2. That article also mentions that there are currently around 400 full-time lexicographers working in the US. Do you all know each other, much like science-fiction fans and poetry slammers? Is there an annual lexicography convention where you all get drunk in hotel rooms together?

Every two years, the Dictionary Society of North America has a meeting. The next one is in early June, and this time it happens to be in Boston. I'd say about 100 or so people attend. Additionally, many lexicographers attend the American Dialect Society annual meeting in January, which is held in conjunction with the Linguistic Society of America. I know most of the people who go to the meetings, although there's not really that much drinking!

3. In a world where most industries are led by people in their sixties and older, I find it interesting that so many leaders in your industry are the same age as me (mid-thirties). Being part of that industry yourself, do you feel there's a reason for this, or has it just accidentally worked out that way at this particular moment in history?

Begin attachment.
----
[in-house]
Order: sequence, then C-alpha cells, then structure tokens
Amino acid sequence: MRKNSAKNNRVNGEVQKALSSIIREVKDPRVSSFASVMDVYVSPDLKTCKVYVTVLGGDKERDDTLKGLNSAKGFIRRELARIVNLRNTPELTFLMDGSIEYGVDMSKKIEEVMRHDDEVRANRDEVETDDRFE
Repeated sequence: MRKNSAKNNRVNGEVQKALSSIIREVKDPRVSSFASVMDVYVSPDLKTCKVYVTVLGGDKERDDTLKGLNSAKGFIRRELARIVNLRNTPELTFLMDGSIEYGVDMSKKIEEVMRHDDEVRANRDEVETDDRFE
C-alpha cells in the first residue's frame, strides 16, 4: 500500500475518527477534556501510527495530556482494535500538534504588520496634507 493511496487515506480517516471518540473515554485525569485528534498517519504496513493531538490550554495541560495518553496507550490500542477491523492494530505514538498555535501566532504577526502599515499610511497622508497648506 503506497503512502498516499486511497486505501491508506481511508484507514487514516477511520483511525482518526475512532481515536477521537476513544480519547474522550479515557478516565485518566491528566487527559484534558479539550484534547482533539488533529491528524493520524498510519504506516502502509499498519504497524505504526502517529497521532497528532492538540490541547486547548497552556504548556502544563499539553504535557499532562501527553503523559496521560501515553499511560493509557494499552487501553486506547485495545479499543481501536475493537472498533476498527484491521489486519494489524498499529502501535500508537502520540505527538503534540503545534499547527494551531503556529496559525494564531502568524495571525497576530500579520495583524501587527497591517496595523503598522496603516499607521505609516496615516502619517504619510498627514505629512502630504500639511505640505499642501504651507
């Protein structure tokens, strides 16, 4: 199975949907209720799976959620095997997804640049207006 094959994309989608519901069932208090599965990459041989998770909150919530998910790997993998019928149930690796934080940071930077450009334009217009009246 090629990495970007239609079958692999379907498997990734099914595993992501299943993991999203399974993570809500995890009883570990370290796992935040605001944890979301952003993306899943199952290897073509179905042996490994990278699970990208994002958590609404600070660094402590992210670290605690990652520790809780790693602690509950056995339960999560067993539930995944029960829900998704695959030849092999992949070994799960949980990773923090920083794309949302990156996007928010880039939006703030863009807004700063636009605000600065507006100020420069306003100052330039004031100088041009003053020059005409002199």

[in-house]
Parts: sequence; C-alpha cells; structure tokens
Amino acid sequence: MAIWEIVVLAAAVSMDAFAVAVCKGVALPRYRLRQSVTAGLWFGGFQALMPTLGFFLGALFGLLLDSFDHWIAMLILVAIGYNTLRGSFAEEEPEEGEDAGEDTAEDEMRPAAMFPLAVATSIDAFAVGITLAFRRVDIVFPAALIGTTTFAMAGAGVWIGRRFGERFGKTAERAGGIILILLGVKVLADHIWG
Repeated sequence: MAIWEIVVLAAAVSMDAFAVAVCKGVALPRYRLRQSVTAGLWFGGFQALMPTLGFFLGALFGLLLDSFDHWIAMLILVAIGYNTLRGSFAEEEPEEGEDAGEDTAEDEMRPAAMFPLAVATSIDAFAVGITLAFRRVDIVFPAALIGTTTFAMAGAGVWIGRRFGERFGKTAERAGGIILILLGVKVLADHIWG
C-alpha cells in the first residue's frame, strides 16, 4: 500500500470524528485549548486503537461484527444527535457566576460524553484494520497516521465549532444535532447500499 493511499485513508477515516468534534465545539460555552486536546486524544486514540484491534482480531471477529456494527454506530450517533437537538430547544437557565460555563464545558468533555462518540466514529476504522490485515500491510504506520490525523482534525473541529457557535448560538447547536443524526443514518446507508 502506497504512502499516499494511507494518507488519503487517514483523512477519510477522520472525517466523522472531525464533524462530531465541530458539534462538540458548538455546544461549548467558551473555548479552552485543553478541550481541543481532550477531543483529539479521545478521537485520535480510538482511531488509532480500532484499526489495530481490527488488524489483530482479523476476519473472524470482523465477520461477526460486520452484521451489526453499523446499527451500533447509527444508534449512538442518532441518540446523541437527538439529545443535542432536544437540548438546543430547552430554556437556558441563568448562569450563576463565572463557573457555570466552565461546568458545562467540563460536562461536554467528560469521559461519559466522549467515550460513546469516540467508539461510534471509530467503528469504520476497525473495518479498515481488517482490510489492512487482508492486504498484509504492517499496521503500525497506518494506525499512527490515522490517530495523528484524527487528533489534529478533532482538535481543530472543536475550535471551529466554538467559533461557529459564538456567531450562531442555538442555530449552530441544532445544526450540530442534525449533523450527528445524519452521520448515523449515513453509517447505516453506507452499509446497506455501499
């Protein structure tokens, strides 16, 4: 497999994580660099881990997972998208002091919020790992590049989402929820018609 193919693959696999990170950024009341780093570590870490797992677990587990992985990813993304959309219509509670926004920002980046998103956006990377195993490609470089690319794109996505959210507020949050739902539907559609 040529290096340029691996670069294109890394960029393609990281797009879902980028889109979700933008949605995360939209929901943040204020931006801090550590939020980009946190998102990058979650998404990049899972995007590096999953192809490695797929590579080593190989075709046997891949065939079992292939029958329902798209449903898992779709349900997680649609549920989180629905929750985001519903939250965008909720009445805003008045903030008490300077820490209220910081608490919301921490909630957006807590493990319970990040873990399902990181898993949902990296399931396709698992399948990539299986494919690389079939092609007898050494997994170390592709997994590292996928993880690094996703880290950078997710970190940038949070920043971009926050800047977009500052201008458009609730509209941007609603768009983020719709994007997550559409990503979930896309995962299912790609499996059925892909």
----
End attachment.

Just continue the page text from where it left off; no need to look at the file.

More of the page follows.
Well, the article focused on the 30-somethings, but there are plenty of august personages involved in lexicography. My boss (the executive editor) is in his 50s. I know plenty of lexicographers in their 60s, 70s, and 80s. Like most people, many of them retire at normal retirement age.

4. What made you decide to become a lexicographer, and what age were you when you made the decision? How old were you before you found out that there even was such a thing as lexicographers?